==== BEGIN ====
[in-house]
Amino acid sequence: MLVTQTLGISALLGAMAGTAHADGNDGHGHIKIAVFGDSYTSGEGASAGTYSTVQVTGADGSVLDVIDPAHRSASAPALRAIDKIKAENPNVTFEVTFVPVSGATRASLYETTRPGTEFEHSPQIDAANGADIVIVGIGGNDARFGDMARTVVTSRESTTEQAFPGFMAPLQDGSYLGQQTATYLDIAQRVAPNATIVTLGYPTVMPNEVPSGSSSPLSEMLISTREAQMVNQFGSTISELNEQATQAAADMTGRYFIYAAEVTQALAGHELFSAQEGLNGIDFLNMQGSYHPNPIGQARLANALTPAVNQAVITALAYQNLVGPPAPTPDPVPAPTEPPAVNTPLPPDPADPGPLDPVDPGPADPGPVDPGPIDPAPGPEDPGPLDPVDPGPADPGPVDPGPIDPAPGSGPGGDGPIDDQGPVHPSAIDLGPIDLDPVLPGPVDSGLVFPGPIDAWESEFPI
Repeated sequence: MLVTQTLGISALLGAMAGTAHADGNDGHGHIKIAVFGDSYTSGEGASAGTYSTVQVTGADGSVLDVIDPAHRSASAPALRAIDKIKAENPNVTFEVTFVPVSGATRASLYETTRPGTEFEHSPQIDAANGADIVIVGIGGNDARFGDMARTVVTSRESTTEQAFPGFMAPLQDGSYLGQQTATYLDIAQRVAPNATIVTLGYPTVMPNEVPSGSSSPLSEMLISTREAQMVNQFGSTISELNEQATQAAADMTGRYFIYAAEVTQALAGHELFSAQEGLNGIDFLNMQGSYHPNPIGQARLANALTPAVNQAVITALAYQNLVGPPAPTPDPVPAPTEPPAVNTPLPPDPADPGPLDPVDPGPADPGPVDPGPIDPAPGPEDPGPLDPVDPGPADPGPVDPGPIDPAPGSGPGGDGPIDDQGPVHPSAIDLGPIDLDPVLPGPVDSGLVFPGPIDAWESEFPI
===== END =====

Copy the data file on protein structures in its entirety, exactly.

[in-house]
Amino acid sequence: MLVTQTLGISALLGAMAGTAHADGNDGHGHIKIAVFGDSYTSGEGASAGTYSTVQVTGADGSVLDVIDPAHRSASAPALRAIDKIKAENPNVTFEVTFVPVSGATRASLYETTRPGTEFEHSPQIDAANGADIVIVGIGGNDARFGDMARTVVTSRESTTEQAFPGFMAPLQDGSYLGQQTATYLDIAQRVAPNATIVTLGYPTVMPNEVPSGSSSPLSEMLISTREAQMVNQFGSTISELNEQATQAAADMTGRYFIYAAEVTQALAGHELFSAQEGLNGIDFLNMQGSYHPNPIGQARLANALTPAVNQAVITALAYQNLVGPPAPTPDPVPAPTEPPAVNTPLPPDPADPGPLDPVDPGPADPGPVDPGPIDPAPGPEDPGPLDPVDPGPADPGPVDPGPIDPAPGSGPGGDGPIDDQGPVHPSAIDLGPIDLDPVLPGPVDSGLVFPGPIDAWESEFPI
Repeated sequence: MLVTQTLGISALLGAMAGTAHADGNDGHGHIKIAVFGDSYTSGEGASAGTYSTVQVTGADGSVLDVIDPAHRSASAPALRAIDKIKAENPNVTFEVTFVPVSGATRASLYETTRPGTEFEHSPQIDAANGADIVIVGIGGNDARFGDMARTVVTSRESTTEQAFPGFMAPLQDGSYLGQQTATYLDIAQRVAPNATIVTLGYPTVMPNEVPSGSSSPLSEMLISTREAQMVNQFGSTISELNEQATQAAADMTGRYFIYAAEVTQALAGHELFSAQEGLNGIDFLNMQGSYHPNPIGQARLANALTPAVNQAVITALAYQNLVGPPAPTPDPVPAPTEPPAVNTPLPPDPADPGPLDPVDPGPADPGPVDPGPIDPAPGPEDPGPLDPVDPGPADPGPVDPGPIDPAPGSGPGGDGPIDDQGPVHPSAIDLGPIDLDPVLPGPVDSGLVFPGPIDAWESEFPI